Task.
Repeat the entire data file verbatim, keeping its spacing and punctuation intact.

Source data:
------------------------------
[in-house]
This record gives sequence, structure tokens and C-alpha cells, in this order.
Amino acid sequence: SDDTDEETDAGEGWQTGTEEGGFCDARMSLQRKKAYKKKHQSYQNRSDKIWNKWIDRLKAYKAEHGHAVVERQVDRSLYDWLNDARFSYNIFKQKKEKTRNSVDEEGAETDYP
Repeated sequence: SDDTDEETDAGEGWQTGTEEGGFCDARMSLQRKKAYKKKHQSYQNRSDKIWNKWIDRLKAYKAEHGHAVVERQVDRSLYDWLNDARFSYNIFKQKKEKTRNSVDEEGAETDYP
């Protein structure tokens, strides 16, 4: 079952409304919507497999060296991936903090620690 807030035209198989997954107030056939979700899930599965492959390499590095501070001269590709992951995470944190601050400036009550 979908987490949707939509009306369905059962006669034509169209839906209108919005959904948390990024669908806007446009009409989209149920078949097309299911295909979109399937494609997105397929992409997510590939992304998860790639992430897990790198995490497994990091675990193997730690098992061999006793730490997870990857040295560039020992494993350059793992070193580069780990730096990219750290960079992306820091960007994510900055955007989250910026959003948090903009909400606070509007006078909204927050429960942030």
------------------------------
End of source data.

[in-house]
This record gives sequence, structure tokens and C-alpha cells, in this order.
Amino acid sequence: SDDTDEETDAGEGWQTGTEEGGFCDARMSLQRKKAYKKKHQSYQNRSDKIWNKWIDRLKAYKAEHGHAVVERQVDRSLYDWLNDARFSYNIFKQKKEKTRNSVDEEGAETDYP
Repeated sequence: SDDTDEETDAGEGWQTGTEEGGFCDARMSLQRKKAYKKKHQSYQNRSDKIWNKWIDRLKAYKAEHGHAVVERQVDRSLYDWLNDARFSYNIFKQKKEKTRNSVDEEGAETDYP
């Protein structure tokens, strides 16, 4: 079952409304919507497999060296991936903090620690 807030035209198989997954107030056939979700899930599965492959390499590095501070001269590709992951995470944190601050400036009550 979908987490949707939509009306369905059962006669034509169209839906209108919005959904948390990024669908806007446009009409989209149920078949097309299911295909979109399937494609997105397929992409997510590939992304998860790639992430897990790198995490497994990091675990193997730690098992061999006793730490997870990857040295560039020992494993350059793992070193580069780990730096990219750290960079992306820091960007994510900055955007989250910026959003948090903009909400606070509007006078909204927050429960942030």